The Algona Upper Des Moines from Algona, Iowa on August 31, 1898 · Page 1
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The Algona Upper Des Moines from Algona, Iowa · Page 1

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Algona, Iowa
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Wednesday, August 31, 1898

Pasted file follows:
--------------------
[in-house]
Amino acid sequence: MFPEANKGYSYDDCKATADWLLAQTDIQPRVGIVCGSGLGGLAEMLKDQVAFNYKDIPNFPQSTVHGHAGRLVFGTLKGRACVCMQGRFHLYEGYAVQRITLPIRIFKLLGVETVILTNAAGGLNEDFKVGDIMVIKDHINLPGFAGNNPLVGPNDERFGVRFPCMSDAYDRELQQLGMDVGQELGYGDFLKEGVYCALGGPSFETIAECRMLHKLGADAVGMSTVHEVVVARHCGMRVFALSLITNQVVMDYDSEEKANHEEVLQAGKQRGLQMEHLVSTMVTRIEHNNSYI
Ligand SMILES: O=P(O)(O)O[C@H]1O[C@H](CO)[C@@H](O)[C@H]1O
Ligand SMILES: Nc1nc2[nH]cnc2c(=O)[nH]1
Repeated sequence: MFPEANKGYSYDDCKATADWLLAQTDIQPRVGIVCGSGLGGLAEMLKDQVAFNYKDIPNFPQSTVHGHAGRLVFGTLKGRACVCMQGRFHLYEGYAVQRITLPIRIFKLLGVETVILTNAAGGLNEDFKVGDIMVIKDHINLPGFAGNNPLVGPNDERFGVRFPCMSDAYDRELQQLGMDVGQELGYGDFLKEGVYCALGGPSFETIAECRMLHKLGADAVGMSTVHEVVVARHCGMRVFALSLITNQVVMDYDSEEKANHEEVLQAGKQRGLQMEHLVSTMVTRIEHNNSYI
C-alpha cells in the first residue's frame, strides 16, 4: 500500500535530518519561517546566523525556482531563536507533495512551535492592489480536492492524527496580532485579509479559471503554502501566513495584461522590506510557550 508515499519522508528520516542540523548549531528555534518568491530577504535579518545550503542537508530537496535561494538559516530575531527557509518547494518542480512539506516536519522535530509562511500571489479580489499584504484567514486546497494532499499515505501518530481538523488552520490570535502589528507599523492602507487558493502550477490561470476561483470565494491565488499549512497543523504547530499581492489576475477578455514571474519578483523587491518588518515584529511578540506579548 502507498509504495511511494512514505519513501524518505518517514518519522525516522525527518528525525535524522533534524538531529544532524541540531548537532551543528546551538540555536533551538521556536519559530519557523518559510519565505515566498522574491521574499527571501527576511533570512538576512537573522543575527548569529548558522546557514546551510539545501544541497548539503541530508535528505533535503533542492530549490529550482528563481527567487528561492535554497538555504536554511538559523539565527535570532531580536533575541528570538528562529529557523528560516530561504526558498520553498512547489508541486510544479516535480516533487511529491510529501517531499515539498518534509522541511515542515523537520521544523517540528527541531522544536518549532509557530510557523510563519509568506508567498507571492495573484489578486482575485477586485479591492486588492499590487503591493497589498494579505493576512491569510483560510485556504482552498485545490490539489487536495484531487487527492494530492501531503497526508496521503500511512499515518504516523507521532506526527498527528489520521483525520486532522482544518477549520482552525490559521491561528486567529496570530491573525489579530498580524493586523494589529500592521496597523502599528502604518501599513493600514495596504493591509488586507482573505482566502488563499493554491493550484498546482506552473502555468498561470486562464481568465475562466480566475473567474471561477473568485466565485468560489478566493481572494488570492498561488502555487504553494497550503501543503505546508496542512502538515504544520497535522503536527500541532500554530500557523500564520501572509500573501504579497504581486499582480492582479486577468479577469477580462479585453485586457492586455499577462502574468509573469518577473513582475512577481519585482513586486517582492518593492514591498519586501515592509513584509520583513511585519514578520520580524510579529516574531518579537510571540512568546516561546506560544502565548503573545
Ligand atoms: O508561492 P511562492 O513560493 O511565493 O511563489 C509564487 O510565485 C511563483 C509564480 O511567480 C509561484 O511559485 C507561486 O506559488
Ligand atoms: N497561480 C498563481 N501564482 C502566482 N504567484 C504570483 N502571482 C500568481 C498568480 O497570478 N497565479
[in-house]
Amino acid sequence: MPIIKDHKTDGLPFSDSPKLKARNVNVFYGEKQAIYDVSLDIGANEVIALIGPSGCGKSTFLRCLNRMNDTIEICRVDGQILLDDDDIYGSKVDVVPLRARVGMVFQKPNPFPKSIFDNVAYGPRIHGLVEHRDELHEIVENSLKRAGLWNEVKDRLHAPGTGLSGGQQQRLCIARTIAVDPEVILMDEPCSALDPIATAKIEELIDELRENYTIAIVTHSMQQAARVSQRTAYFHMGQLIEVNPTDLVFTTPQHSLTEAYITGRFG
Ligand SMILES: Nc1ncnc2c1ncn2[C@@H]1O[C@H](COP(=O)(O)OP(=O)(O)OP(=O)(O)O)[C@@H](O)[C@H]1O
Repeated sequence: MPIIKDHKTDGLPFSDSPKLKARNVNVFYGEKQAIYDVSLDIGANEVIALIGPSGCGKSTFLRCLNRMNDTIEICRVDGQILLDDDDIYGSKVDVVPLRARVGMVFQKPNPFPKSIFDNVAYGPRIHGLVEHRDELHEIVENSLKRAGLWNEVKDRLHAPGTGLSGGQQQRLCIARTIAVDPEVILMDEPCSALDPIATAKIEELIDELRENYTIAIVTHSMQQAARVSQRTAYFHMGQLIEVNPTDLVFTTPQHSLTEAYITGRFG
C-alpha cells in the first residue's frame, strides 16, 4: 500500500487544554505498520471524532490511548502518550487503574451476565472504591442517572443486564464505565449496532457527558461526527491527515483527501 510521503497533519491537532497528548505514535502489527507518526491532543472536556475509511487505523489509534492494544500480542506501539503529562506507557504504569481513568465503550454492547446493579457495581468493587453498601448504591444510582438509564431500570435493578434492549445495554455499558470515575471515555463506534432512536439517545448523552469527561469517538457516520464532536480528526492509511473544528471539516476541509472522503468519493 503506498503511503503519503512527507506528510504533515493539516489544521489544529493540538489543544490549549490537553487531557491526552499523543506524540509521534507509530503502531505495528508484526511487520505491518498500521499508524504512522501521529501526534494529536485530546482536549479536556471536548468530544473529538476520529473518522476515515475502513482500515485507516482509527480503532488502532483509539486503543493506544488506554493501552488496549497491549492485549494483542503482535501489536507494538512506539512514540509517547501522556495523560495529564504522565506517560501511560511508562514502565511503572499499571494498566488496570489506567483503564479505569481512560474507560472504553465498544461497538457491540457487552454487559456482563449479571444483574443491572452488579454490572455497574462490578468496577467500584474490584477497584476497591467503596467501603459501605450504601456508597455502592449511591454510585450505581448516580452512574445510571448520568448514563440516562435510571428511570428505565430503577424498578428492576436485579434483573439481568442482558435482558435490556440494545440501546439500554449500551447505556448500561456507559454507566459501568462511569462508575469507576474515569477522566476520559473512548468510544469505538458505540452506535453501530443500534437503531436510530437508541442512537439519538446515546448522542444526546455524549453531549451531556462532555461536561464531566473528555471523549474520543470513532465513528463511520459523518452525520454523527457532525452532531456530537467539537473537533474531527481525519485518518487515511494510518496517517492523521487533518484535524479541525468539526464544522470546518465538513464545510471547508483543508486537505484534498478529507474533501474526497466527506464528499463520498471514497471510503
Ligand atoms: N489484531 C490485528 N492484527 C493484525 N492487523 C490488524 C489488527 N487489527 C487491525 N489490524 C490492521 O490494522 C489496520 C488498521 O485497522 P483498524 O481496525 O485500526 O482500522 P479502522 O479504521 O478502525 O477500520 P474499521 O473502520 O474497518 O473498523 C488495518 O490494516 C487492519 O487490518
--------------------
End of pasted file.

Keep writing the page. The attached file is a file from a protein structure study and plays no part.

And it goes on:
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ESTABLISHED 1865. ALGONA, IOWA, WEDNESDAY, AUGUST 31, 1898. VOL. 24, A New Lot Of Nice- IN DEFENSE OF SAUNDERS. SLANDEEOUS STORIES ABE DENIED, Plain and Fancy, Cheap or not so Cheap, which ever kind you want. Just opened at M. Z. Grove & Son, Special Sale All This Week 50 and 75c Waists for 35 cents. $1.50, $1.75 and $2.00 Waists for $1.00. G. L. Galbraith & Co. ,/. T. CliriscMlles, G. 0. Hudson, T. H. Lantry, James Patterson, President. -Vice President. Treasurer. Secretary. Report that He Was a Defaulter Has No Foundation—Onllty Parties Will Be Prosecuted. One of the sensational reports from Chickamauga has been the story about Capt. W. E. G. Saunders of Emmetsburg. Capt. Saunders has been quartermaster of the 52d regiment, and upon his resignation to come home and attend to his business as soon as he saw that that the war was over, It got Into the dally papers that he had been speculating in supplies, and was $60,000 or some like fairy sura short. Capt. Saunders has taken the matter up and is going to prosecute. E. B. Soper, his attorney, offers a liberal cash reward to anyone who will point out the person or persons who have set the story afloat. In this connection a letter of importance is published in the Emmetsburg Reporter. It is by E. S. Johnson, chaplain of the regiment, who says in part: " The best denial of the rumor concerning Lieut. W. E. G. Saunders Is the simple fact that he has nothing to do with the issuance of rations. He is our quartermaster, not our commi- sary officer, Again, there has been no shortage of rations that I know of in our regiment. Our regimental commi- sary officer has always issued the governmental allowance promptly. You will readily see that there can be no basis for the scandalous report for the two reasons mentioned, viz: First, there has been no shortage in the rations issued to our regiment. Second, Lieut. Saunders has never had anything to do with the rations. " Soon after this regiment came to CampThomas, Quartermaster Saunders told me that he should tender his resignation as soon as peace should be declared, as he could not afford to stay in the service for mere garrison duty. He felt that his duty to his wife and children would demand his return to them as soon as the wur was over. Then, too, he has been sick. You will see the marks of sickness on him when he returns to Emmetsburg, as he will do shortly." L. H. Mayne, in his weekly letter to the Reporter, speaks of Capt. Saunders' resignation, and says: Lieut. Saunders has been given an honorable discharge and been complimented upon the excellent manner in which he has discharged his duties. His department has charge of fitting out the army in clothing and in furnishing mules, wagons and such things. Some have confused his work with the commisary department over which he had no control. During the time that he has had charge of the department he has handled thousands of dollars worth and the fact that he has accounted for every dollar's worth of goods disbursed speaks highly for hisbusiness integrity, and entitles him to the honorable discharge that he has received. He is entitled to such a discharge for now that the war has ended there is no need for him to neglect his home and business interest to remain In the service. ALGONA MILLING COMPANY. - [INCORPORATED.] •HIGHEST PRICES PAID for all kinds of Grain and Seeds. Dealers in Hard and U Soft Coal. Manufacturers of Strictly High-giade Flour. Special attention paid to the that the mid-summer drouth materially cut down the total yield of what at one time promised to be the largest crop ever grown in this state. But allowing for this reduction of prospective yield, the fields today carry a heavier average burden of corn than was in sight at the corresponding date last year. DK, QAKFIELD VERY LOW. He Han Been Gradually Falling for the Past Two Years —Suffered a Paralytic Stroke Yesterday. Dr. Garfleld was stricken with paralysis yesterday morning about 9 o'clock. He had gotten up in his usual health and was working in his shop mending a pair of shears. He was able to get into the house, but was then helped to bed, where his whole right side became numb. It is now two years and a half since he was thrown from his buggy near D. Rice's and his shoulder dislocated. Ho has gradually failed since that time, during the year past mentally as well as physically. Still he has had wonderful vitality and will power and has kept about. Dr. GarHeld Is one of the county's old settlers. He came to Kossuth In 1865 and was one of the organizers of old Greenwood Center, a few miles west of Bancroft. He was also one of the organizers of Crocker county, which mot Its death In the supremo court. He was born in Sullivan county, New Hampshire, May 6, 1820, and has always been a physician. Ho prac- tised in New York until he came to this county. For many years he has llyed in Algona, where he has many friends who will regret that his old age has been so unpleasant. VICTORY. Wo swooped upon Spain Like a hawk on a hen, We stove up her navy And crippled her men. We have driven her out Of the west hemisphere, For which the now world Has a reason to cheer. We have taken her islands, And set her slaves free, We have pickled her ships In the brine of the sea. Wo have conquered her armies And paid their way homo. Can any more honor By nations bo shown? Our brave Spanish prisoners Are treated with core 'Neath the folds of " old glory," The pride of the air. Cervera, a captive, Enrolled with the rest, IB held in respect As a national guest. Through bitter exporienco She should be aware, That old Uncle Sam Is the last one to scare. Convinced by the treatment She's taken of late, That shells and gun cotton Are bad pills to take. She boasts of her honor, Which never was known. Corruption has always Polluted her throne. She is now at our mercy And suing for peace. Her shearing has cost her The best of her fleece. Her soldiers when captured Have met with surprise, Deceived by the wool That was pulled o'er their eyes. 'Neath the " Star Spangled Banner" Some wish to remain, And withdraw their allegiance From old tyrant Spain. WAS A KOSSUTH PIONEER, MICHAEL EIBBHOFF fcABSES OUT, •Owing to the large and constantly increasing demand for our superior grade of flour we are enabled to offer from 5 to 10 cents per bushel above the market price for good wheat. F. W. DINQLEY, Manager. INSURANCE. Also Land, Loan and Collection Business.- Office over Algona State Bank, Farmers' of Cedar Rapids, Phoenix of Hartford, Hanover of New York, Minnesota Fire, Minneapolis, Rockford of Rockford, Lloyd's Plate Glass of New York, United States Life of New York. GEO. M. BAILEY. FINANCIAL. Kossuth County State Bank, --j, ssso.ooo. ^iica-oasTA., XOW.A.. Deposits received, money loaned, foreign and domestic exchange bought and sold. Collec lons made promptly, ancf a general banking business transacted. Passage tickets to or from the ola countries sold at lowest rates. WM H. INGHAM, President; T. CHRISCHILLES, Vice Preg; LEWIS H. SMITH, Cashier Directors—Wm. H. Ingham, John G. Smith, J. B. Jones, T. Ohrlschllles, Lewis H. Smith, J, W. Wadsworth, Barnet T>evlne. First National Bank of Algona. CAPITAL $50,000 AMRROSF A CALL President I WM. K. FERGUSON i" 0 ,* 8 }*} 61 D. H. HUTCHES ".V...-••••Vice President! 0. D. SMITH Asst. Cashier Pireotors-D. H. Hutohins, S. A. Ferguson, Philip Dorwetler, F. H. Vesper, Ambrose A. Call, B. H. Spencer, Wm. K. Ferguson. Money always on Hand to loan at reasonable rates to parties furnishing first-class security. Special attention given to collections. Officers «w(t Directors— A. D. Clarke, President, 0. 0. Chubb, Vice Prest., TUos. H. Lantry, Cashier, Geo. L. Galbwtn, Fred. M. Miller. Myron Sohenok, Thos. F. Oooke. CASH CAPITAL, fSQ.OOO. General printerest paid on time deposits. Conflicting opinions. Friday Olof Pearson of Bancroft telegraphed from Camp Thomas to Samuel Mayne of Bancroft as follows: " Get the boys out of here. One hundred and forty-one sick report this morning. Had no drinking water for 12 hours, enough to kill them all. Thirteen sleepers left lastnight for Iowa with sick." Mr. Mayne forwarded the telegram to Adjt.-Gen. Byers at Des Moines, asking if something 1 could not be done. Gen. Byers forwarded it to Col. Humphrey of the 62d regiment, who sent the following reply: " CHICKAMAUGA PABK, Ga., Aug. 25.—Gen. M. H. Byers, Des Moines, Iowa; Absolutely false; better drinking water than when you were here. No new oases and only ten in the hotel from all causes. Plenty of men answer sick call for quinine for slight ailments and they try and get excused. More than half not excused. No one seriously 111. W. B. HUMPUWBY." In 1801-8. "Uncle Richard" Clarkson tells in the Register about his experience in the army 85 years ago: " We do not believe that men can be made good and effective soldiers by petting. War means suffering for all engaged, means unequalled hardships, privation and death. We served three years and three months in a war that was not a picnic, and during all of that time we never saw a " trained nurse," a "pillow," a "band," a "housewife," or a single article of any kind received from any association or organization at home, Many of the men of the regiment died with the measles and typhoid fever during the three months the regiment was at Benton Barracks, St. Louis, in the winter of 1861-62, more deaths than in all the Iowa regiments in the field so far, yet not a person nor a paper called for the regiment to be sent home. So it was with all the other union regiments during the civil war, they all suffered from diseases when they were in camp, and they were only healthy when each day's battling or marching gave them a new campground at night. The 65,000 comrades who marched with Sherman from Chattanooga to the sea—probably the most effective army .the world has ever known—were not petted to weakness and inefficiency, and the world did not at that time have an equal army that could defeat them. That army could have captured Cuba within, ft week," Very conflicting reports ars received, as to the condition of corn, the estl* mates depending «nou the, point of view » Of the crop reppders. Jt J< . ^iM l ii*Si'i\l^lM^^&4 From the days of Columbus To the Ill-fated Maine, Her crime has continued An unbroken chain. She has got what she needed, Perhaps her death blow, Which should have been given Four centuries ago. No good things can prosper Beneath Spanish rule, Her sway has been always Despotic and cruel, Tho' once she was great, She has dwindled so small 'Twould not pay the Carlist iirp it all. Living Long Past Man's Alloted Time He finally Succumbs at the Rare Age of 81. The gradual decline of Michael Reib- hoff ended In death Thursday. Friday a large number of old neighbors and friends attended the funeral at the home on Black Cat, where Rev. Oiler- anshaw apoke feelingly of his old parishioner. Mr. Reibhoff had been a member of the Presbyterian church 40 years. Mr. Reibhoff was one of the real pioneers. He came to Kossuth in 1856 and located where he died, the third white settler to go north of Algona. W. H. Ingham and A. L. Seeley had built their cabin where C. Byson now lives, a half mile from the Rolbhoffs, and Horace Sohonck had located where M. Sohenok now lives a few weeks before Mr. Reibhoff arrived, The throe cabins for a year formed a settlement, then Mr. Ingham and Mr. Seeley moved over on the river where D, Rice now lives. It was from here that Mr. Relb- hoff's son John enlisted at the opening of the war, the first boy that went from Kossuth who died. Henry also died in the war. but he did not enlist from Kossuth. And it was here that for 43 years a genial hospitality has been extended that has made Mr. and Mrs. Reibhoff beloved by all who have known them. Mr. Reibhoff was born in Hanover, Juno 15,1807. Hanover was then held by England and for seven years he was In the English army. He belonged to a regiment of men selected for their size and height, one of the picked regiments of the army. He came to America in 1833, when 20 years of ago, and for five years was engineer at the salt works. Then he came to Dubuque and took a claim and until 1856, when he came to Kossuth, he farmed near Dubuque. He was married in Germany In 1830 to Mary Jobman and six children were born to them, Henry, Margaret, Peter, John, Mary and Michael. In 1842 he was married to Miss Amelia Roan, sister of James Roan, also a pioneer north of Algona, and 14 children were born to them, Elizabeth, Agnes, James, Jane, Mathew, Martha, Susan, Grace, John, Grace J., Frank, Henry, Garfella and Capitola. Grace and Capitola are buried in the Algona cemetery. Their children have married and scattered and wherever they have gone they have been esteemed and respected citizens, a credit to their parents. Among the best known hero are Mrs. Aug. Zahlten, Mrs. John A. Winkel of Bancroft, and Mrs. J. B. Winkel of Algona. Mr. Roibhoff reached the ripe old age of 91 years. He always had good health. Ho missed but one county fair ever held In Kossuth. Ho was not a strong man in his later life, but lost none of his faculties. He enjoyed his life and was a cheerful man to talk with up to his dying hours. Now that he is gone many reminiscences of the early days will come back to those who weathered the storms and trials of early times, and In them all only pleasant things will be recalled of the kindly, genial, honest, and faithful man who has dropped from the ranks. Hosklns, charged with criminal libel of Judge Helsell. The vote of the jury was unanimous and was taken without discussion. The trial, unless Bruce and Hosldns can get it delayed, has already begun. Now Hoskins and Bfuca will have all the chance they waflt to tell what they know. PRED OROHAH YIELDS TCP ffiB MFE, Passed Ont Saturday Morning—Was a Son of One of the Pioneers of This County. To usurp W. H. CAMPBELL. Announcement. Having opened a hardware store at Sexton, thereby giving a home market for the farmers In that section, we cordially invite all who are in need of goods in our line to call and see us. We will give you an HONEST DEAL, GOOD GOODS, and LOW PRICES, We can also be found at the same old stand In Algona, where we have been in the same business for the past 27 years. Your servant as in the past, J. W. ROBINSON. Sowing. Sewing by the day, or at home. Residence first house north of J. B. Winkel's sewing machine office. O 24t8 Miss IRENE WARD; GOOD wheel for sale cheap. Inquire of Irving E. Dodge. 24 ON July 19, Aug. 2, 18, Sept. 6, 20, Oct. 4 and 18 the Northwestern line will sell home seekers' excursion tickets, with favorable time limits, to numerous points in the weet and south at exceptionally low rates. For tickets and full information apply to agents of Chicago & Northwestern railway.-17t7 Your Wedding Ulutt- Buy your wedding ring of us, we always make the bride, a present. 5tf DlNGLEY & PUGH. FOB time loans on real estate apply at Kossuth County State Bank. Goop organ for sale cheap, Inquire of R. A. Palmer. 21t4 CALL at our place for grapes the last of th° week. M. Z. GROVE & "— THE Mason City Brick and Tile 09, makes the hest drain tile and hpUpiy building'tile in the world and, prices. F. 0. B, any station, N,;O» water sets cheap, ajt ]$. 3, • ' Death of Mrs. Jus. II. .Tones. Mrs. Jas. H. Jones departed this life Friday evening at 11:80, surrounded by all of her own family and many near relatives. She was confined to her bed less than a week, although in poor health for some time. She left surviving her, besides her husband, three children, Walter H., Ernest S., and Sadie Grace. Three sisters, Mrs. Wilkinson of Milford, Mrs. Helms of St. Paul, and Mrs. Shanks of West Mitchell, and two brothers, Walter Smith of Ida Grove and John Smith of Mitchell were here to attend the funeral. One sister, Mrs. Osborne of Flandreau, Dakota, and t wo brothers, W. G. Smith of Minneapolis, and A. D. Smith of St. Paul were unable to be present. Mrs. T. W. Jordan of Sioux City and J. B. Jones (and his daughter, Pauline,) of Des Moines, brother and. sister of J, H, Jones, and Chas, Jones and family of Wesley, a nephew, were also present. The fuueral services were held at the farm home near Hobart and was attended by a large number of sympathizing friends and neighbors, some 64 carriages forming the procession to the grave. The services were conducted by Rev, Suokow, the Congregationalist pastor, whose church the deceased was a member of, assisted by Rev. Cook of Hobart. Mrs. Jones was 52 years old, and was born in Kent, England. She came to this country with her parents iq 1854, and settled at Union Grove, Wis. She was married to J. H. Jones in October, 1872, and became a resident of Kossuth county In March, 1875. Early in life she professed religion and became a member of the Congregational church at Union Grove, and after coming here joined the Congregational church at Algona. For years she has not been in good health, but bore with her physical ailments with Christian fortitude and without complaint, thinking not of herself, but always ready with a helping hand to assist others in their distress. Her neighbors all bear testimony to her unselfish devotion to others. She will be much missed by her family and friends everywhere. J. H- Jones and family take this means of extending to their many friends and neighbors Bhpvroand a?BlgtjW*9e.giYe» during Ihe sloU- nVwfbwjW Pl^te.oyteer Fred Cronan, who was brought home from Chickamauga by John G. Smith, died Saturday morning at 2 o'clock. The funeral was hold at the Congregational church Sunday afternoon, and there was not even standing room for the people. The pulpit was beautifully decorated with flags, flowers and bunting, and Dr. Day, who officiated, spoke eloquently of the services of the boys, who without chance to win fame silently bore sufferings and disease worse than any wounds of battle. The grand army and sons of veterans consigned the remains to the grave. Fred was one of the longest-time members of Company F. He had served one five years' enlistment and was two months on his second enlistment when death came. At camp he was cook when sickness overtook him, as the result of exposure in a heavy rain after a heated day's work. He was not taken to the division hospital, but was cared for in the company hospital by his comrades. The doctor said on his return that he had been well nursed. He lingered two weeks but there was little hope. From a big, strong man weighing 180 pounds ho had shrunken to skin and bones. Capt. Cooke says that Fred was a faithful, obliging, hard working soldier. He was always ready and always cheerful, popular with his comrades, and now mourned by them all. His last thoughts were of them. In his delirium he fancied that he was in charge of fifty who were sick, and who must be brought home. His last words were Instructions to his mother to ba sure and help'him get the boys to the train in time to go. Fred was the third son of a pioneer family. His father and mother came to Kossuth in 1866 and took a homestead on Lotts Creek, where he was born Jan. 7, 1871. His life was spent on the farm there and elsewhere in the county until a few years ago when he came to Algona. He was a Kossuth county boy. His death adds another name to the honor roll of Company F, another mound to be kept green on each succeeding memorial day, THE INSTITUTE CLOSES. TUo Touchers Leave Algoua After a Pleasant Time—A Largo Attendance, W. M. Beardshear of the state agricultural college lectured to the teachers Wednesday evening, and what he said was heartily appreciated. Friday and Saturday the examinations were held, 165 applying for certificates. Supt. Van Erdewyk says the actual attendance was 50 more than he was look'' ing for, 100 two-year-certlflcate teachers coming back. The instructors were so satisfactory that he will have most of them next year again. They were all greeted with great applause when Thursday they made their closing addresses, Harmony is the word that characterizes the whole Institute. Well laid plans were systematically carried out, and everybody was pleased that he or she was there. Public School Opening. The public schools will open next Monday, Sept. 5, High school pupils will go to the normal school building. Pupils in the highest class of each room In the Third ward school will go to the next higher room, those in No. 4 going to room 9 in the central building. In the central building grade 8 willbe in room 10, grade 7 in room 9, grade 6 in room 8, grade 5 in room 7, grade 4 in room 6, On the lower floor pupils go where they were assigned last spring. The grades cannot well be here announced, as some are duplicated, ' Pupils who went to the Baptist church school last spring go to room 1, central building. Pupils should be sure to bring their promotion cards. N. SPENCER, Supt. SEE shirt waist ad. for this week. • G. L. GALBRAITH & Co. MONEY—On first mortgages. Money—On second mortgages. Money—On short time. Money—At lowest rates. Money—Geo. C. Call, Algona, Iowa. STILL another lot of those 25a tumblers. M. Z. GROVE & SON. COMMERCIAL travelers' day, trans- mississippi exposition, Omaha, Nebr., Sept, 24, tickets can be purchased over the Chicago, Milwaukee & St. Paul railway on Sept. 22-23, for $8.90 for the round trip. WE have just received our Hue of fur collarets, just the thing for fall. G. L. GALBRAITH & Co. FOB the national encampment, .,„„„ of Veterans, U, S. A., at Omaha, Sept, 12 to 16, all agents of the North western/ line will sell round-trip tickets to Omaha, Sept, 10-11, at reduced rates, good. «ntU Sept. 21. Apply to agents lov full pftpUoulayg' S&tS